Over time, when one gently persists again and again without harboring guilt or regret about any lapses along the way, the identity is put into a place where it might convince itself to step out of the way of its infinitely patient being to which it owes everything and give itself up freely and accept completely whatever may be the result of its surrender to silence. It’s not easy. The Buddha’s way was desiring fulfillment to the utmost.

The result may be the identity’s winking out of existence forever, but probably not for such a handy creation.

Our daily voluntary surrender to silence (meditation) will be, according to the sages and mystics, the beginning of more openness, joy, peace, and possibly the inexpressible experience of remembrance.

However, when dealing with the mystery, there are no promises or guarantees. There is no language, period. Every adventurer into the unknown is a gambler. Expectation is dropped, surrender is complete, and one trusts the universe to do the right thing. This is the ultimate game which the sages and mystics consider to be the authentic religious adventure.

What’s the purpose of this adventure into the mystery? To see and feel our oneness with everything and to reclaim what was lost: undiluted awareness.

So, how to do we start and then advance along this challenging path? To start, we have to desire change. We usually begin by questioning the status quo by asking questions like—Is this all there is? Why am I here?

Can one’s highest purpose and the true meaning of life actually be discovered or are they just pipe dreams? Is there really another level of consciousness to be experienced? We don’t stop our search. We keep going.

We look for and find answers which we feel are correct and then plot a course of action which has the possibility of delivering results and then follow through.

To begin, we can ask What is our present situation? Each of us has natural intelligence, awareness, and wisdom which the identity takes credit for and believes are its own attributes.

This belief is natural because it comes about via the identity’s continual use of the being’s intelligence and abilities which includes language.

The sages and mystics point out human language is a blessing and a curse. Its blessing is it gives us the ability to communicate with great dexterity. Its curse is it’s so powerful it’s addictive, and so we naturally become trapped in it, and being trapped feels normal because we can’t recall the situation being any other way.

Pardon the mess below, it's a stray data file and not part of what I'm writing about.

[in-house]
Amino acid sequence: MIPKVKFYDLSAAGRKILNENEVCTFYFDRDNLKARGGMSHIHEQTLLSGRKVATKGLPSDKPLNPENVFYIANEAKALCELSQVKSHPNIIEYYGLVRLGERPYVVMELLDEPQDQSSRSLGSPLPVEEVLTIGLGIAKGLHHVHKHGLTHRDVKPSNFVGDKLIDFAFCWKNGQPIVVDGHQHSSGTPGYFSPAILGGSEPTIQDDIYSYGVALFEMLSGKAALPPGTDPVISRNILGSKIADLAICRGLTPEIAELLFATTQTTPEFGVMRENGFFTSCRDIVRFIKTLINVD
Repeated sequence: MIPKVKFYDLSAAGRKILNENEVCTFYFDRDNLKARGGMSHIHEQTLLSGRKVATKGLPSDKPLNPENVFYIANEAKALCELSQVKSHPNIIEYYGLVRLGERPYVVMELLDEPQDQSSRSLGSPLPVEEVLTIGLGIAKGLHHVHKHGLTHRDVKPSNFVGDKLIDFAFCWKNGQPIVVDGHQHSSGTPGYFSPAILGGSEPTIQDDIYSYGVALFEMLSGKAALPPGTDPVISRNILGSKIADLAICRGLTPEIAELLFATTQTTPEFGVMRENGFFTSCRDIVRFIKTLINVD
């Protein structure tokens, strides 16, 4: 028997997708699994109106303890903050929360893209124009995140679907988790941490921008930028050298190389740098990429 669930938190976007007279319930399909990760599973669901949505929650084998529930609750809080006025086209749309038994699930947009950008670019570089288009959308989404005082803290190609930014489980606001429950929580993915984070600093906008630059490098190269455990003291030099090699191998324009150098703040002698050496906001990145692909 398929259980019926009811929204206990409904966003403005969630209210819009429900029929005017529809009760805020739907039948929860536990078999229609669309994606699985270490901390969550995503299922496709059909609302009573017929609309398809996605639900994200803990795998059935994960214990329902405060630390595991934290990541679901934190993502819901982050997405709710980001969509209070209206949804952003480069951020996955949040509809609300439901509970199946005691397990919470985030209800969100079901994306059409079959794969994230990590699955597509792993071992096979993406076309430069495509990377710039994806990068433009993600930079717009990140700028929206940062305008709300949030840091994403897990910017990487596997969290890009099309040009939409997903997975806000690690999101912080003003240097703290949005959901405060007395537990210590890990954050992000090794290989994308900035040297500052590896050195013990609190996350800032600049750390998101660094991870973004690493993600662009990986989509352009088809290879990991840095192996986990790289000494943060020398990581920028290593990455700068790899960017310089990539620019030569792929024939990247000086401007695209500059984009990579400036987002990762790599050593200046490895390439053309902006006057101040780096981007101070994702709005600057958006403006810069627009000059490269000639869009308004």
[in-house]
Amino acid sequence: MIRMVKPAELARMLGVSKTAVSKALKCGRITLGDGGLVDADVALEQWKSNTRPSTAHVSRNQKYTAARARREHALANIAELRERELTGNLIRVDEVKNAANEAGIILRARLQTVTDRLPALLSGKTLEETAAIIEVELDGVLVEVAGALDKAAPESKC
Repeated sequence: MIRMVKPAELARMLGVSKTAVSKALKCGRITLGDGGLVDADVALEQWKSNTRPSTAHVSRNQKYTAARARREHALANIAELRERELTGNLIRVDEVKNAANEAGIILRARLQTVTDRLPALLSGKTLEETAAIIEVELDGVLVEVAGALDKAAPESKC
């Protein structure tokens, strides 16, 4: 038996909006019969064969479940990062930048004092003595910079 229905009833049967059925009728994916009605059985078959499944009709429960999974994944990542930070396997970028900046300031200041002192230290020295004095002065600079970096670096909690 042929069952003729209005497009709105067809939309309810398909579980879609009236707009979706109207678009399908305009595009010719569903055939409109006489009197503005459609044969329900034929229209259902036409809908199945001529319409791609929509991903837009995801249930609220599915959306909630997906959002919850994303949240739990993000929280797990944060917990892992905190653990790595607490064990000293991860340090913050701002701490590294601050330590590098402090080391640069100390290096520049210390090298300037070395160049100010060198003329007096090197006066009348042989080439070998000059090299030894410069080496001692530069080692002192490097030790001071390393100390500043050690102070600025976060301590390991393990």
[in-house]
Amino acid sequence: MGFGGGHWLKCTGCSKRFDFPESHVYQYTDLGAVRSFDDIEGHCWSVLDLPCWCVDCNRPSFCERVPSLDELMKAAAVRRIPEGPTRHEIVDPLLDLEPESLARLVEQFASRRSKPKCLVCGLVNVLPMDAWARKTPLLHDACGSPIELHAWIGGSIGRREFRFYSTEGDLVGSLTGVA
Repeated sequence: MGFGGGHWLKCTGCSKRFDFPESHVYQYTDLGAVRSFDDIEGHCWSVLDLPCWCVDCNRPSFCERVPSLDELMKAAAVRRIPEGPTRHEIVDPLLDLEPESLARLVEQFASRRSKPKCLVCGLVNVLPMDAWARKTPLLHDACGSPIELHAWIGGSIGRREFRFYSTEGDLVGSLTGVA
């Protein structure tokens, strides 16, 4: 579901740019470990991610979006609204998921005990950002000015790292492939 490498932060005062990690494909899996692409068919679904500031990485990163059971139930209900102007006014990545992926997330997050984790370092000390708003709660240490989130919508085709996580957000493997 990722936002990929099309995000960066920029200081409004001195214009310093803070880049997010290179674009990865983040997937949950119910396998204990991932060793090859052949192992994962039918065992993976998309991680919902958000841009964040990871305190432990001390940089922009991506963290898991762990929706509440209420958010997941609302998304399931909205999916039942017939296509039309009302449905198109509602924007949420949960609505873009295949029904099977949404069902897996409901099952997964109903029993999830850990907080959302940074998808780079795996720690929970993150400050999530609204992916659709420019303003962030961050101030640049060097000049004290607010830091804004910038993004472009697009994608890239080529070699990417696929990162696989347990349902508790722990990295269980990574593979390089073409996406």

A key point is language (thoughts, ideas, concepts) and fear are the only tools of the identity. So what we have, metaphorically, is a prison situation with language and fear as the structure and the identity as the warden.

Now we can ask Is escape possible? and if so, How can it be accomplished? Since language and fear are the tools of the identity, the sages say the best escape plan is to dissolve the prison structure via meditation and the warden will dissolve along with it.

Over the centuries, sages and mystics have developed and taught various techniques which can help the mind’s constant chatter to slow down and peter out, allowing the mind to eventually become silent. As mentioned, the sages say experiencing silence via meditation is the best path to follow.
Various spiritual traditions are found in many of the primitive religions of the world as well as the major religions. Judaism has the Cabala, Buddhism has its tradition of Zen meditation, Christianity has its mystics, Islam has its Sufis.

These traditions have practices which assist in silencing the mind which go from using drugs (from native plants) to dancing (physical spinning) to wordless adoration (worship) to gazing at a bright object (the flame of a candle in a darkened room) to contemplating seemingly impossible-to-answer questions (“What is the sound of one hand clapping?”) to meditating (relaxing while sitting with the eyes closed with one’s attention focused on one’s breath or a mantra).

The most recommended of the techniques is meditation. Here, we are defining meditation as a process one can use to experience silence and silence as the state of surrender.

Silence places us next to our purpose. Our purpose is to recall and experience the pureness of our essential nature—which is simply to be. Silence does not guarantee the experience of being; it only helps us to arrive at the edge of being.

We can’t order the mystery around nor can we order our identity to get out of the way. The sages say the natural course is to surrender (achieve silence) many times and if we are lucky, one day the universe may reveal itself.

What can keep us practicing when silence doesn’t happen, or when it does, the mystery doesn’t begin to reveal itself? The sages say all meditation is good meditation even if silence is not achieved. Scientists have found this to be true.

As perks from a daily practice, we will receive all of the health and attitudinal benefits of daily meditation. So, when we adventure, the quality of our lives will improve whether we reach fulfillment or not. Meditation is health food for the brain.

It’s good to know during meditation we can accomplish two requisites: the dropping of desire and expectation. This opens the way to fulfillment. It’s almost impossible to drop desire and expectation when we are trying to do so. However, while our mind is repeating a mantra or concentrating on our breath or our mind is silent, desire and expectation disappear automatically.